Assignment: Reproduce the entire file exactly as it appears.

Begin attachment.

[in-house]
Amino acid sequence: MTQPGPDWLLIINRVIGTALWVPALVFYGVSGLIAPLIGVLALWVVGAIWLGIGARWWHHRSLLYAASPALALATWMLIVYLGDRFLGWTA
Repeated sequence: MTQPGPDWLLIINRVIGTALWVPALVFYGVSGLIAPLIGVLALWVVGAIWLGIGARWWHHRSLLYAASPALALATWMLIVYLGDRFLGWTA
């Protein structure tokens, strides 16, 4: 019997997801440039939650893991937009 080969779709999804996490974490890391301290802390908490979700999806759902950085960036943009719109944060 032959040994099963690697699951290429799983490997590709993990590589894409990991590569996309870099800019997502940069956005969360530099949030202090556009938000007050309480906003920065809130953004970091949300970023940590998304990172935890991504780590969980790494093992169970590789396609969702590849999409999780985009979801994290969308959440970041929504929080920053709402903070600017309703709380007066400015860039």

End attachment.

[in-house]
Amino acid sequence: MTQPGPDWLLIINRVIGTALWVPALVFYGVSGLIAPLIGVLALWVVGAIWLGIGARWWHHRSLLYAASPALALATWMLIVYLGDRFLGWTA
Repeated sequence: MTQPGPDWLLIINRVIGTALWVPALVFYGVSGLIAPLIGVLALWVVGAIWLGIGARWWHHRSLLYAASPALALATWMLIVYLGDRFLGWTA
């Protein structure tokens, strides 16, 4: 019997997801440039939650893991937009 080969779709999804996490974490890391301290802390908490979700999806759902950085960036943009719109944060 032959040994099963690697699951290429799983490997590709993990590589894409990991590569996309870099800019997502940069956005969360530099949030202090556009938000007050309480906003920065809130953004970091949300970023940590998304990172935890991504780590969980790494093992169970590789396609969702590849999409999780985009979801994290969308959440970041929504929080920053709402903070600017309703709380007066400015860039």